My sister watering the lawn; isn't she sweet?! As you can see, the flowerbed curves around and widens again as it hits the street. It's really a pretty big area.
This was taken the day of the reveal, and I feel like the plants already look hot and uncomfortable. It was late summer, so I'm not sure it was an ideal time to be planting these, but again, what do I know? Maybe I should have asked for gravel and succulents only. Maybe if we didn't live in Georgia... Or if anyone had asked my opinion. :) When the water main broke and flooded our basement, this raised bed in concrete was SO flooded. It was gushing over into the driveway. I will say that the contractors replaced the water main and fixed most of what we asked them to in the basement. But holy cow, I never want to deal with that again.

Just for funsies...

Just in case some of you reader viewers haven't seen it, here's what our house looked like when we first moved in (October 2009). So even as I feel wracked with guilt over the sad state of our current landscaping, I can at least remember how it used to look. That banana tree had beer cans planted in the roots. Seriously.

Thursday, February 24, 2011

We need yard help...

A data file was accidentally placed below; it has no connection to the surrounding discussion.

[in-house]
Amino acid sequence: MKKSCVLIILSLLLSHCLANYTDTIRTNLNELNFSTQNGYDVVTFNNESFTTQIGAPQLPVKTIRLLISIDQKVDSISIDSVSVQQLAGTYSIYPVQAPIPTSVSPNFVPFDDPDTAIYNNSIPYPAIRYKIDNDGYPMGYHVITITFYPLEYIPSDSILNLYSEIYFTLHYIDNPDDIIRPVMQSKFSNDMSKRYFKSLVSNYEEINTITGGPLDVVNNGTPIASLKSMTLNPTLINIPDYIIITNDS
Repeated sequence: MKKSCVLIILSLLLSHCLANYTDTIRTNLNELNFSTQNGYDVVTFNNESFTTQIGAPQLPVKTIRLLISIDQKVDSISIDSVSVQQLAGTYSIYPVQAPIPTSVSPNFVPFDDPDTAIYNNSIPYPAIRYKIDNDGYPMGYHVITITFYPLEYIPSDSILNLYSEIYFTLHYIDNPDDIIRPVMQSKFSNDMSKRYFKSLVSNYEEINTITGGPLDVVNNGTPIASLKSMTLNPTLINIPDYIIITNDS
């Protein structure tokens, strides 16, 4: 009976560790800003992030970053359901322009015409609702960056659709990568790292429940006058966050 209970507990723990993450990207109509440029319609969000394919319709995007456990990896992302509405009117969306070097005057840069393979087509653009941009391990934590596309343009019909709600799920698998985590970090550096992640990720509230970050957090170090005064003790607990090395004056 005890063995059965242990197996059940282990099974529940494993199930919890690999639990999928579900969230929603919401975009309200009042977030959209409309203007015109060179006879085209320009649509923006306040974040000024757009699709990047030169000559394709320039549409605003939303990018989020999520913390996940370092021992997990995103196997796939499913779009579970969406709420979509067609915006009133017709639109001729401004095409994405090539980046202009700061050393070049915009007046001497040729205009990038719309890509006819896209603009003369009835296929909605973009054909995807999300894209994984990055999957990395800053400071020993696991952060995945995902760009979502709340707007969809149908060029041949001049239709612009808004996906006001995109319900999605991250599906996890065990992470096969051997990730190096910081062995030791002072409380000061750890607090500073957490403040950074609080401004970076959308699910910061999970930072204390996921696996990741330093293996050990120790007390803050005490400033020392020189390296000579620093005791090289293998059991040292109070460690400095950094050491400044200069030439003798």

OK, so I'm going to sound ungrateful here and complain a little about our HGTV experience. Which maybe is unfair, since I could really just blame the landscapers... In any case, our yard is not nearly as pretty as it looks in the photo in my blog header. We did our very best (in all seriousness, we really did) to maintain things and keep the yard looking as it did the day of the "reveal," but things have worked against us... The biggest issue that we have run into is with the grass creeping back into the flower beds. We kept up with weeding for several months, but the grass growing back in has been IMPOSSIBLE to take care of, and in our frustration, we kind of let the weeds go, too. We have bermudagrass, which if you know anything about, is OUT OF CONTROL. If you look at the link there, the line that sums it up best is: This is a very aggressive grass and flower beds or other areas will be quickly overrun if not kept in check. Once established it is very difficult to remove due to its extensive root system. Yes. That is exactly right. So the problem is that when the landscapers came and planted the dozens and dozens of lovely new plants, they did two things that seem wrong, even to me, an admitted idiot when it comes to plants. One, they did not really add any soil to the flower beds. The plants are mostly planted in straight up Georgia red clay, so a lot of them didn't make it, in spite of our best watering/feeding efforts. Two, they didn't pull up the bermudagrass in many areas of the flower bed. They may have churned it a little, but they didn't pull out the root systems, so it started growing back through the mulch, etc., almost immediately. After spending about three hours removing about 3 feet of bermudagrass+roots in one section of the flowerbed, Justin called it quits. Since then, they have more or less been neglected.